Author Archives: Geoffrey Payne

Opinion: What does the Green Alliance want the Lib Dems to do?

I was disappointed once again to hear the Green Alliance slag off the Liberal Democrats – along with all the other political parties – for its record on the environment – arguing that “None of the three main parties are currently showing the vision and courage to prepare the UK for the challenges ahead.” You can read their full report here.

What their critique amounts to is this: that although the Liberal Democrats have always led the field; and although the party has filled in the missing gaps identified previously by the Green Alliance; and although there is …

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Opinion: Why Labour can’t square the circle in Basra

Bob Ainsworth the defence minister had a torrid time on The Today Programme this week. He tried to persuade us that the British troops leaving Iraq today was a “success story”. John Humphreys put to him a quote from the police commander that “They have left me militias, they have left me gangsters, they have left me all the troubles in the world”.

On behalf of the government, Bob had to waffle on in response that “things were not perfect but they are better than before …”. Patently this was not the case, but the pretence had to be maintained in …

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Opinion: Time to revisit the Trident debate

In the coming leadership campaign, I would like to see a revisiting of the replacement of Trident debate where the party settled on a policy of fudge. Reluctantly I have to accept that we cannot do this before the next general election, but I am sure that whoever wins will be leader for at least the next two general elections, and he will have a big say in how the policy develops.

I believe that the current fudge of a policy gave the SNP a stick to beat us with in the last Scottish elections – and for them it worked. …

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Opinion: My conference awards

Best Fringe meeting:

The Liberator/ Lib Dem peace group “War on Terror”, with Craig Murray, former ambassador to Uzbekistan. There were some terrific fringe meetings this year, but this one was breathtaking.

Craig Murray was sacked from his position in Uzbekistan because he was determined to speak out against the appalling abuses of human rights in this country.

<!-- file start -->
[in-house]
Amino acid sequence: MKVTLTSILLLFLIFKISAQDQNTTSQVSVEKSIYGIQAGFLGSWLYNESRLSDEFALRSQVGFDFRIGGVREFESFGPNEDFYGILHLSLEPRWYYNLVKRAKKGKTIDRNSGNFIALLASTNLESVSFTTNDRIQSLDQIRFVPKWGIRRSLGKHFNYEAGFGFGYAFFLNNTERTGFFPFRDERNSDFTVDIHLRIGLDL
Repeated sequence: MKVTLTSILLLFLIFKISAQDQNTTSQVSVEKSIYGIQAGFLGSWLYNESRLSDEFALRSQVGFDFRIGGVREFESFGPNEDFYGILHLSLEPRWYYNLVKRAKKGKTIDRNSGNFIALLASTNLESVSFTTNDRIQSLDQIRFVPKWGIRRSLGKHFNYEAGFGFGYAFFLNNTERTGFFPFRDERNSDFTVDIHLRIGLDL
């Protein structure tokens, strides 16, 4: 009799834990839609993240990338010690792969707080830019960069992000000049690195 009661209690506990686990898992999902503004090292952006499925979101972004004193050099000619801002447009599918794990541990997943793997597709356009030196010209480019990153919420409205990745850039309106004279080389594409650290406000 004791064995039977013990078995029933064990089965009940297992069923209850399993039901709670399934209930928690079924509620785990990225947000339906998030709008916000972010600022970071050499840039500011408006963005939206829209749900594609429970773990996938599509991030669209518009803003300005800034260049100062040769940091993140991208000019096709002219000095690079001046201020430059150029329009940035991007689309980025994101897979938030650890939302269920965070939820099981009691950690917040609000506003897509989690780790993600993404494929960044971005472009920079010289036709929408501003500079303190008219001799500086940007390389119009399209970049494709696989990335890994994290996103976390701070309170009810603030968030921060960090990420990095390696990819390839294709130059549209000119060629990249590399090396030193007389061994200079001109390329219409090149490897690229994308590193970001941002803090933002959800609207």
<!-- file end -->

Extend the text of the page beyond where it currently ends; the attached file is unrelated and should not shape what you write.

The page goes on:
Uzbekistan is an “ally” in the war “against” terror and an important strategic country for the mining and transportation of important natural resources. It is also a totalitarian state with an appalling human rights record that easily compares with Iraq under Saddam Hussein or North Korea.

Craig spoke of how the government there claims that the opposition is part of Al-Qaeda. The government uses torture to force alleged opponents to admit they know a list of people they have never heard of before, and this “intelligence” is used by western intelligence agencies to “prove” that Al Qaeda is operating in Uzbekistan, and hence we support the government there. The “intelligence” services even know this is the case – because Craig told them – but they prefer the narrative to the truth.

The words “45 minutes” spring to mind.

I would like to write more, but it is best to read his own words in his book.

The meeting was at times very funny, and at other time horrific.

Most Important Fringe meeting:

Reinventing the State book launch – since the publication of the Orange Book, some Lib Dem members have got over-excited and started proclaiming the Lib Dems as a doctrinaire free market party. David Laws himself has claimed that his controversial chapter was misunderstood, and this fringe meeting proved to be an important correction. The anti-state rhetoric of both the Tories and the Lib Dems may sound similar at times, but the Conservative preference for a small state is very different from the Lib Dem preference for a decentralised state.

It was good to see such a wide range of speakers including Chris Huhne and Nick Clegg. And now I sense the party is a left-of-centre party again, as Ming said it would be under his leadership.

This fringe meeting was a book launch so here is the link.

Best speeches:

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Opinion: Europe – is Ming playing with fire?

This I am writing just before the Lib Dem conference gets started in Brighton. Events will take their course, and I do not know where the Lib Dems will end up by next Thursday. But I for one am feeling rattled already.

The Liberal Democrats have never been seriously divided over Europe before. Whilst Labour and the Tories tear themselves apart, the Liberal Democrats have been left sitting pretty, even though the electorate have been largely unsympathetic to our policy. Never mind, we reassure ourselves, the electorate don’t care about Europe anyway. To a large extent that is true, but it would obviously be better if they positively supported our policy.

Now all of a sudden, the most pro-European party may well inadvertently find itself supporting policies that lead the country out of the EU. How did it come to this?

The way in which the Lib Dems choose whether to support referenda or not is certainly something that I find confusing. We could have had a radical coalition in Scotland with the SNP, introducing the Local Income Tax, opposing the replacement of Trident and introducing radical Green taxes.